Florence Nightingale bicentenary celebrated in virtual exhibitions
The bicentenary of Florence Nightingale's birth is being marked with two virtual exhibitions.
Both exhibitions, by Derby Museums and the University of Nottingham, have moved online due to the coronavirus pandemic.
The Derby one includes an audio discussion of The Mission of Mercy, which is on loan from the National Portrait Gallery.
The Nottingham one includes a virtual tour of her family home in Derbyshire.
Both exhibitions explore her role as a founder of modern nursing, and her 200th birthday coincides with International Nurses Day.
Professor Paul Crawford, one of the people behind the Nottingham exhibition, is a registered nurse himself and has been inspired by her.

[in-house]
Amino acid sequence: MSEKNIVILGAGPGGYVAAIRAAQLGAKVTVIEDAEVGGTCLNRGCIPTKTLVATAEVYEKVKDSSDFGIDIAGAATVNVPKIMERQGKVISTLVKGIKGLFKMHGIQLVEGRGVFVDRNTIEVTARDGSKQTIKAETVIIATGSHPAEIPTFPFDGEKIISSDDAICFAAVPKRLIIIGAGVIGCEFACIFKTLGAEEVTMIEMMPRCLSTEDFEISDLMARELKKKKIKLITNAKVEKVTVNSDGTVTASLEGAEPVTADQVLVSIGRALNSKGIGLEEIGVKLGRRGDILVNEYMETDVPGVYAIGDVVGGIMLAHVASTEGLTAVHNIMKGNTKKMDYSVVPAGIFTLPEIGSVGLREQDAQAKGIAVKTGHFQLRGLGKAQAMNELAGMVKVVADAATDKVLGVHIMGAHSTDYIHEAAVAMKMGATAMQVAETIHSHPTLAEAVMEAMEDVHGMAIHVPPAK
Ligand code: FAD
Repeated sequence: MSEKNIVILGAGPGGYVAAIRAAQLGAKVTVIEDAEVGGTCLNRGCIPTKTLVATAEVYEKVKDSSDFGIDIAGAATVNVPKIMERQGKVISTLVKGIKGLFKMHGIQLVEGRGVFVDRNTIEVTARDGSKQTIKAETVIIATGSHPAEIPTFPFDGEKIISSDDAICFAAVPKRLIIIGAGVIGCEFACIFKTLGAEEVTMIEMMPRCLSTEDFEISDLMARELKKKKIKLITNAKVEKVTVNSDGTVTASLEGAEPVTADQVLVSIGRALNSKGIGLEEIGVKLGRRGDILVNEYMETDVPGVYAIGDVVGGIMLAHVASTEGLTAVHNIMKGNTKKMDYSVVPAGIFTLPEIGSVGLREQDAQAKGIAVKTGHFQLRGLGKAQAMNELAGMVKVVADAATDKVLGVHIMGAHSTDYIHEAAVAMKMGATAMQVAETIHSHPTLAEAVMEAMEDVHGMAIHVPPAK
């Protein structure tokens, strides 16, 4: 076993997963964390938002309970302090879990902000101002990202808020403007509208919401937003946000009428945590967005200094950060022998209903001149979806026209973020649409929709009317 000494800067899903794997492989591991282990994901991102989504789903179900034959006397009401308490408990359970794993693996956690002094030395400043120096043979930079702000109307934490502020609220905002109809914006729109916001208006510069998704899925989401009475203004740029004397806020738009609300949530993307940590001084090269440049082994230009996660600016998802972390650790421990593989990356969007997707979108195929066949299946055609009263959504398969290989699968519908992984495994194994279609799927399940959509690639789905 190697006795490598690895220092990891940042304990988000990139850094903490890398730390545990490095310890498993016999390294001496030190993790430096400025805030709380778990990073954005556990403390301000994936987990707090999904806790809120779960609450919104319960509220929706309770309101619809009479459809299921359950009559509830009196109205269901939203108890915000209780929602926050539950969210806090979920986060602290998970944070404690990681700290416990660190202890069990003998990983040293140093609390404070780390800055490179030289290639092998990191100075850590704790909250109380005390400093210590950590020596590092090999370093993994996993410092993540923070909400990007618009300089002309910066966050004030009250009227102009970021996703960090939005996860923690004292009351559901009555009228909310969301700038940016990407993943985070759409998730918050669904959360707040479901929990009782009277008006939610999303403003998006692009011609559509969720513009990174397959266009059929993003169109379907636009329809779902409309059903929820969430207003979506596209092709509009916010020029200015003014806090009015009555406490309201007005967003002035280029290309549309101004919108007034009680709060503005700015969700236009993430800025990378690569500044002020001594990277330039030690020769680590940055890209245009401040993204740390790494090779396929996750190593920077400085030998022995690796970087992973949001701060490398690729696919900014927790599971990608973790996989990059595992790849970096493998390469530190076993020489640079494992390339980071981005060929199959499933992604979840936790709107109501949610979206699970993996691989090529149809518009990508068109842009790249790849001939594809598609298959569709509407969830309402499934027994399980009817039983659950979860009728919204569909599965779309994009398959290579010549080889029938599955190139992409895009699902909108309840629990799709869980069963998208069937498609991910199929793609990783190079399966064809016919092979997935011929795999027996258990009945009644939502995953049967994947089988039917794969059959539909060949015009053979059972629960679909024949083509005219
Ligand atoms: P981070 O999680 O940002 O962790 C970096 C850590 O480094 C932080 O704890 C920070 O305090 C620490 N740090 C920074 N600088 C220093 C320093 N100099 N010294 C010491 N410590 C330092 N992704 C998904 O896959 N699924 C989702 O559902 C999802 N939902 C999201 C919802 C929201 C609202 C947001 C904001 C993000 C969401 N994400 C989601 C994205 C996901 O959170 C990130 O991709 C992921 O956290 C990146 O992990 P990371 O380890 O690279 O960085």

"You don't become a nurse without being aware of Florence Nightingale," he said.
"While I was training nurses here at hospitals in Nottinghamshire and Derbyshire, I also met a colleague who was very interested in her Derbyshire roots and that began to make me realise her contribution.
"I think it's time more was made of her early life in Derbyshire, which is why we began work on the exhibition. The ethos of Nightingale and what she did is very relevant today."
Florence Nightingale came from a wealthy family who had a home at Lea Hurst near Matlock.
Tony Butler, executive director of Derby Museums, said she is an "inspirational figure of global importance".
"On this important anniversary we are proud to celebrate one of our best-known local heroines with our communities," he said.
"Although our museums are not yet open to the public, this specially-curated content will enable people to discover more about Florence from home until they can visit the exhibition in person when lockdown restrictions are lifted."